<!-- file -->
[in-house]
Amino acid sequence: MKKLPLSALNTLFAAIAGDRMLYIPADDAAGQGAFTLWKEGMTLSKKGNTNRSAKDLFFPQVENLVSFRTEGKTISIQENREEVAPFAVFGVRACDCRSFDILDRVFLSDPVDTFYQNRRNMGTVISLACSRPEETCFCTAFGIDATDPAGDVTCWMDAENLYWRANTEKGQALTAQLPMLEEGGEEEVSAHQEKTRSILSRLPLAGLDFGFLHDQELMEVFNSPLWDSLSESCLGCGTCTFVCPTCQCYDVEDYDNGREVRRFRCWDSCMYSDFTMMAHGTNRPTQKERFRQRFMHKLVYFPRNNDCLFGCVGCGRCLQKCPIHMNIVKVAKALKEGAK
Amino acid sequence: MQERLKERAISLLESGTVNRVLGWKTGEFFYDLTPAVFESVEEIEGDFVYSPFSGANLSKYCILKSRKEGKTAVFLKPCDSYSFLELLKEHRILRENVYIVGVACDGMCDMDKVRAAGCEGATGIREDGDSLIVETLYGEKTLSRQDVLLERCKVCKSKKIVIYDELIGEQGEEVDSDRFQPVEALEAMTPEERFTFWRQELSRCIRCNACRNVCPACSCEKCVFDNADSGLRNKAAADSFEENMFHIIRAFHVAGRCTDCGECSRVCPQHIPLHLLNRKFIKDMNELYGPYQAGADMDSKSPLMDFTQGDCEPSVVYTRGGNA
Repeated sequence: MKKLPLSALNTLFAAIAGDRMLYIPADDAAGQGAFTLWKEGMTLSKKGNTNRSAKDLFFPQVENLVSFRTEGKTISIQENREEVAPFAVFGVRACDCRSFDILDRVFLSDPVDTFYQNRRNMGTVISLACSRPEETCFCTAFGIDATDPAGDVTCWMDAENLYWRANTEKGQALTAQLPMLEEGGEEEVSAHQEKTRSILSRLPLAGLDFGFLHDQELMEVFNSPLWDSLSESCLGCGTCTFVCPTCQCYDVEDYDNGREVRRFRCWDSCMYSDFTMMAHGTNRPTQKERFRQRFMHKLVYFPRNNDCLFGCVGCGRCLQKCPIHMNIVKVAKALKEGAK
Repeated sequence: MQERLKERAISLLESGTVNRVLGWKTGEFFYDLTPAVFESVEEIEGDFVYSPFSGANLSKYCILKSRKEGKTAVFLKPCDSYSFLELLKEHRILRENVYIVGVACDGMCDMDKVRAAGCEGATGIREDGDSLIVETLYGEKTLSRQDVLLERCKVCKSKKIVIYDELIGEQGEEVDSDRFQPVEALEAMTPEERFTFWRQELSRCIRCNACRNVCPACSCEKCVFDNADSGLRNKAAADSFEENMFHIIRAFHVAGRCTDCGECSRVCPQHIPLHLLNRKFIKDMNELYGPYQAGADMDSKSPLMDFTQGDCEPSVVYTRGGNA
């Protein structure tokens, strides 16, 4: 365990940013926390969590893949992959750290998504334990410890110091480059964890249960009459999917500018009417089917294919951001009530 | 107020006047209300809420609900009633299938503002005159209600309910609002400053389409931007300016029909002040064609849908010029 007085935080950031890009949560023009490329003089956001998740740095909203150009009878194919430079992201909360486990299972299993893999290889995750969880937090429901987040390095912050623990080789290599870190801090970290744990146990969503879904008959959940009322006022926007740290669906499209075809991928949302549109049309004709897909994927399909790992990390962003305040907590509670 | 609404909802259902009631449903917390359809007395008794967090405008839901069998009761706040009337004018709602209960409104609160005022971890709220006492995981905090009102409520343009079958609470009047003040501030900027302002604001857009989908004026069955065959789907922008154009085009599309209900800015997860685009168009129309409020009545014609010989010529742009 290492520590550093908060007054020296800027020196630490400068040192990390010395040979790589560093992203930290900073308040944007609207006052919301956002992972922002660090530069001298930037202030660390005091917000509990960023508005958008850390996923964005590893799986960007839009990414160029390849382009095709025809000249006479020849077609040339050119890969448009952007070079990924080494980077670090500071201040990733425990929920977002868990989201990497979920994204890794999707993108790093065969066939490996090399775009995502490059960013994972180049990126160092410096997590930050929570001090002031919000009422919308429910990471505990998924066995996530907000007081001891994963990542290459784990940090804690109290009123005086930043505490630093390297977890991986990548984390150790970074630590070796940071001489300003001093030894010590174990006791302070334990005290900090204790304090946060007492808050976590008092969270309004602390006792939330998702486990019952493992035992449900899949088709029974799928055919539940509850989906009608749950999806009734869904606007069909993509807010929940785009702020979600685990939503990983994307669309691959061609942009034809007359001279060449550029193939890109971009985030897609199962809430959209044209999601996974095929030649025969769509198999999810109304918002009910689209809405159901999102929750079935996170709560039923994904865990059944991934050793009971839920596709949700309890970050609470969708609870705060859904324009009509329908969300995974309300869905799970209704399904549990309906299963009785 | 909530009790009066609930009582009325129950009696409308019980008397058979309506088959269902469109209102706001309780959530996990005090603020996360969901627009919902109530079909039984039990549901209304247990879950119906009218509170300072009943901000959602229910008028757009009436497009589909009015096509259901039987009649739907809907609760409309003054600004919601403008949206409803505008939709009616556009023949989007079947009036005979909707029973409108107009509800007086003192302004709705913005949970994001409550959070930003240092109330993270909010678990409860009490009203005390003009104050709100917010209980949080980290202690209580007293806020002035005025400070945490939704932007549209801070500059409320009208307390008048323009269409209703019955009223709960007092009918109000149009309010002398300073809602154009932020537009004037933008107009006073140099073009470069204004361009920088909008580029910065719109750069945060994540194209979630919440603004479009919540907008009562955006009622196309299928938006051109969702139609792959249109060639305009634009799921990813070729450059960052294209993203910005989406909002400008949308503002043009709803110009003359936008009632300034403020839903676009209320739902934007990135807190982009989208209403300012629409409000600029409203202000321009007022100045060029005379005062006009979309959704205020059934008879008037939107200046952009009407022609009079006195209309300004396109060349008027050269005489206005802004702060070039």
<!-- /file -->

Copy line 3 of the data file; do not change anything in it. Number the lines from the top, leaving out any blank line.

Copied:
Amino acid sequence: MQERLKERAISLLESGTVNRVLGWKTGEFFYDLTPAVFESVEEIEGDFVYSPFSGANLSKYCILKSRKEGKTAVFLKPCDSYSFLELLKEHRILRENVYIVGVACDGMCDMDKVRAAGCEGATGIREDGDSLIVETLYGEKTLSRQDVLLERCKVCKSKKIVIYDELIGEQGEEVDSDRFQPVEALEAMTPEERFTFWRQELSRCIRCNACRNVCPACSCEKCVFDNADSGLRNKAAADSFEENMFHIIRAFHVAGRCTDCGECSRVCPQHIPLHLLNRKFIKDMNELYGPYQAGADMDSKSPLMDFTQGDCEPSVVYTRGGNA